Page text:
After completing a degree in Theatre and Performance studies, CJ worked multiple jobs to fund the furthering of his own education, eventually going on to study a masters in Creative Writing in London, where he also premiered his first ever full-length play; “Shadows”, which was met with a raving response from viewers and reviewers alike.
Returning to the Midlands, CJ continued his fantastic theatrics, bringing many plays to the stage and being selected for many awards.
By 2020, CJ had gained a broad perspective on the many different factors affecting black creators and business makers in a variety of industries. What he calls a “direct response” to yet another disheartening blow to the already disadvantaged population of black businessmen and businesswomen, CJ created the Black Pounds Project.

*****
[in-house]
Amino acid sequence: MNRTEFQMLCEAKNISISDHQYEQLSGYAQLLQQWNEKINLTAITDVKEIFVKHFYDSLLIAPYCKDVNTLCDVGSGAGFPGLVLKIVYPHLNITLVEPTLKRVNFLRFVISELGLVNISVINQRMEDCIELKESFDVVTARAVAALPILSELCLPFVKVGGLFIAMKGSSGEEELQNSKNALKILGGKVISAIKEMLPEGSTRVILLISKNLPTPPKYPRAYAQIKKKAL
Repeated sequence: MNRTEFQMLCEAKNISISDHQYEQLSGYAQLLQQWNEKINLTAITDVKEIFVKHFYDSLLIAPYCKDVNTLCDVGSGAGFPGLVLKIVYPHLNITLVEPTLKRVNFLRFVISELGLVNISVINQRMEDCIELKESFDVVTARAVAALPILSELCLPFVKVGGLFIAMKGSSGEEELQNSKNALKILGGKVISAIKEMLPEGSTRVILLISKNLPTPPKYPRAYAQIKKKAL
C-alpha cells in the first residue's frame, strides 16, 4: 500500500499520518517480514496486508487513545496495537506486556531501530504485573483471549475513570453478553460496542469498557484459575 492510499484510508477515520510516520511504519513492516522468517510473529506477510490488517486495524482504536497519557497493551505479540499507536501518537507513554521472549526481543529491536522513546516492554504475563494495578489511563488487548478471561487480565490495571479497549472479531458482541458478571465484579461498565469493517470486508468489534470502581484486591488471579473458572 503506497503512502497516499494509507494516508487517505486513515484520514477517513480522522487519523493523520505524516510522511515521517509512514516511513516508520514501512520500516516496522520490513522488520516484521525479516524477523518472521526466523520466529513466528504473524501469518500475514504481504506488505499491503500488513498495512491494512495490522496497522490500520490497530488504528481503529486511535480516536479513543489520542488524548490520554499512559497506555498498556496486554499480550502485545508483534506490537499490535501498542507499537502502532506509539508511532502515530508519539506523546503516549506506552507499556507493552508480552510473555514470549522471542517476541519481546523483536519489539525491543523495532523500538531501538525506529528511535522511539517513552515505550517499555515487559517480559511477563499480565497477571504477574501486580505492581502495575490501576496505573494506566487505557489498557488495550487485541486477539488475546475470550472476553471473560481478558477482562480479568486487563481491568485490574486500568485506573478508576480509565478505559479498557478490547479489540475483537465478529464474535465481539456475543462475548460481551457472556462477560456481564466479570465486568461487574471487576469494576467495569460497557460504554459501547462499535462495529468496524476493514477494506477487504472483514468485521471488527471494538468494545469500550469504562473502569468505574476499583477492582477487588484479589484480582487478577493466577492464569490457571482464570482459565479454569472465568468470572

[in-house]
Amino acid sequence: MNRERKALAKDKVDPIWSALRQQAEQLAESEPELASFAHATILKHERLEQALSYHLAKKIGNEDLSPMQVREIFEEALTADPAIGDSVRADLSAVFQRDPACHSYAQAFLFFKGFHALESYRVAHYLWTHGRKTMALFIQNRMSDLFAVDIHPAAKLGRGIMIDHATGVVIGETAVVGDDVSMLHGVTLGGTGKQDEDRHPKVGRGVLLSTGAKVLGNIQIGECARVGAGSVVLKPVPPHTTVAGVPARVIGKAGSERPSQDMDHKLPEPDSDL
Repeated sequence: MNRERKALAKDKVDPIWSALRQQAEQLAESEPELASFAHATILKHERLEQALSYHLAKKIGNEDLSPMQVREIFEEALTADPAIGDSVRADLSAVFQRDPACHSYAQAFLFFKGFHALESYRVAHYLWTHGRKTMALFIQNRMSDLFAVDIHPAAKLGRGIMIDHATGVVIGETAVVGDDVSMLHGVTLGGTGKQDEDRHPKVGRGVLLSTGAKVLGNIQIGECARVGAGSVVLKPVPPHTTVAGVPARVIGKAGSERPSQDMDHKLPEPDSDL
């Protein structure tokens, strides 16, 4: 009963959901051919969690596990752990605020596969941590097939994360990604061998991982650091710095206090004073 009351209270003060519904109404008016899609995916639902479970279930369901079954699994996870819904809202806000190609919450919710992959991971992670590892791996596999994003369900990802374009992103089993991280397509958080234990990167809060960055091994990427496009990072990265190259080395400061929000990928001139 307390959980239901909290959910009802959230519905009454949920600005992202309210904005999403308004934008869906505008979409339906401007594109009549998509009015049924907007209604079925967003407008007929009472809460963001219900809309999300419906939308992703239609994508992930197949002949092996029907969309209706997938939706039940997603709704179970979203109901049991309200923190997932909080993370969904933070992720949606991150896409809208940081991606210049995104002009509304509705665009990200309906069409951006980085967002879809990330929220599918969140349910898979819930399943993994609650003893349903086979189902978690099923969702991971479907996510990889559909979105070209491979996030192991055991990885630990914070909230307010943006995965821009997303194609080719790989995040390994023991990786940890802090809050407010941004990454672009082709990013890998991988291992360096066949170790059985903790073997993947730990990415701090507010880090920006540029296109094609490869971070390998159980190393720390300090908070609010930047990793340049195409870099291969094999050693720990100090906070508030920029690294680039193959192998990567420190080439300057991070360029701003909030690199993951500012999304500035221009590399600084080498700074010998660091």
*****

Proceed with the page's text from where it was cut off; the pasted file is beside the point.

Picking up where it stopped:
Since its founding, The Black Pounds Project has offered a priceless level of support for many of its customers and business owners in the black community. CJ highlights The Black Pounds Project goes as far to identify and support “pre-startups” who have a desire to create a strong and sustainable business enterprise, alongside already established businesses that are aiming to grow.
Tailoring its needs to each individual customer, you’d be forgiven for mistaking The Black Pounds Project for a family, rather than a business, even more so when you take into account the large number of already registered black owned businesses that have formed a wide support network and collaboration of resources, purely in the interest of helping black owned businesses.